Pleasures are both quick and fleeting. They should be enjoyed whenever they present themselves. So when the Los Angeles Lakers succumbed to perennial playoff underachievers the Dallas Mavericks yesterday, I rejoiced. I loved. I laughed.
A sweep? How sweet!
The fabled and privileged Lakers repeatedly snatched defeat from the jaws of victory in the four-game series; blowing leads, orchestrating fourth-quarter collapses and finally, not even bothering.
Like the Bad Boy-era Pistons (who showed their true colors by petulantly stalking off the court when it became apparent the Chicago Bulls would sweep them in the 1991 Eastern Conference Finals), these Lakers revealed their true selves by administering late-game cheap shots to the Mavericks—a team that had been wholly respectful of the Laker legacy.
The game was also an ironic send-off for coach Phil Jackson, he of the eleven championships.
I’ll admit to feeling a bit betrayed when Jackson signed on with the Lakers, abandoning the dynasty he had helped build in Chicago for the glamour of L.A. It reminded me a bit of Nicolas Cage, who chose the big paychecks of rote action flicks over the quirky dramas that brought him fame in the first place.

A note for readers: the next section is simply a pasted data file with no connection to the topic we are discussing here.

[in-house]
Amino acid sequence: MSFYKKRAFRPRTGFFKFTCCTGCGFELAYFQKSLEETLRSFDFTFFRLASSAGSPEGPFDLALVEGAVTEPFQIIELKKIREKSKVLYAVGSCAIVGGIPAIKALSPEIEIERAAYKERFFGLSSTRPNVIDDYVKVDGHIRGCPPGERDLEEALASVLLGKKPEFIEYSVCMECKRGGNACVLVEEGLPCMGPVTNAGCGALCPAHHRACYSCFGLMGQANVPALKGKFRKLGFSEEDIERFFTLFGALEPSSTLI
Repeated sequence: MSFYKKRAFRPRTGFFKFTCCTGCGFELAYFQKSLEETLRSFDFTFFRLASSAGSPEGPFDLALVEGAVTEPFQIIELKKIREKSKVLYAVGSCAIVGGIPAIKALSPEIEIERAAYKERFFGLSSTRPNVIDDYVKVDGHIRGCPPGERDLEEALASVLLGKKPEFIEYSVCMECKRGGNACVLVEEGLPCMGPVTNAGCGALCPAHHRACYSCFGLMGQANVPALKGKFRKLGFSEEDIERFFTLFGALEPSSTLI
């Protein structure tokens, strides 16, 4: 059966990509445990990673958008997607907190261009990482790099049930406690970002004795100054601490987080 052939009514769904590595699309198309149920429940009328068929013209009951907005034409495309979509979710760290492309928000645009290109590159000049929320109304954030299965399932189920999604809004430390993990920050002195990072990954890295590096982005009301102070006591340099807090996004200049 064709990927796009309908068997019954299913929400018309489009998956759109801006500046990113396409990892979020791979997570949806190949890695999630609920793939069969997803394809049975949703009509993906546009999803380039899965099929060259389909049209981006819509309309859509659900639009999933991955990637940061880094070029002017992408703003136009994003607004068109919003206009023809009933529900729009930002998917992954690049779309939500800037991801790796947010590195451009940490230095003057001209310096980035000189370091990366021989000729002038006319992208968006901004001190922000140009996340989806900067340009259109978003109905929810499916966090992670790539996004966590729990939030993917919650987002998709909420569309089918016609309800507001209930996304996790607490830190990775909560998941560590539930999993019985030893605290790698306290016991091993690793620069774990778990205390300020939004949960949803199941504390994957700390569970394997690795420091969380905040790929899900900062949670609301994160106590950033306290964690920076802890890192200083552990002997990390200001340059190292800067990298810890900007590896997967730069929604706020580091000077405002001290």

Jackson’s career has yet to be viewed through the corrective lens of time. But for now, I feel he was never really challenged as a coach. Sure, he deftly managed delicate superstar egos, and had the good sense to incorporate Tex Winter’s triangle offense.
But he assumed control of the pre-fabricated Jordan-era Bulls just as they were ready to soar, and did likewise with the Lakers in L.A. I have to think that even a modestly-talented coach could have stumbled into the NBA Finals with either team.
Lastly, the suddenly championship-caliber 2010-11 Chicago Bulls have encountered substantial difficulty in the post-season. First was the surprisingly taut series with the 37-win Indiana Pacers. Now the 2-2 draw with the Atlanta Hawks.
Like so much else, winning must be learned. Defense, consistency and focus are the keys—especially in the post-season. The Bulls had all three in spades during the regular season, which is how they won 62 games. But suddenly, the Bulls don’t seem to possess any of them.
Defense has been employed selectively. They appear unable to focus. They seem tentative, playing not to lose. The young Bulls are also afflicted with Jordan-itis, a malady which makes them succumb to the temptation of “Let Michael Do It.”
Or in this case, Derrick.
Granted, Derrick Rose is a gifted player. But whether it is his decision or by design, Rose is taking too many shots and attempting to shoulder too much of the load.
Rose is surrounded by complementary players who also happen to be quite talented. Rose is made even more-lethal when those around him touch the ball. Let them participate. When they move the ball and keep defenses honest, the Bulls win. Convincingly.
When Rose insists (or is forced) to be Michael Jordan at his pre-championship-era worst, they don’t.
Basketball is a simple game: get the ball to the guy with the best shot. Then stop the other guys from doing it. Do that for forty-eight minutes and you’ll win more games than you lose.
Maybe even a championship.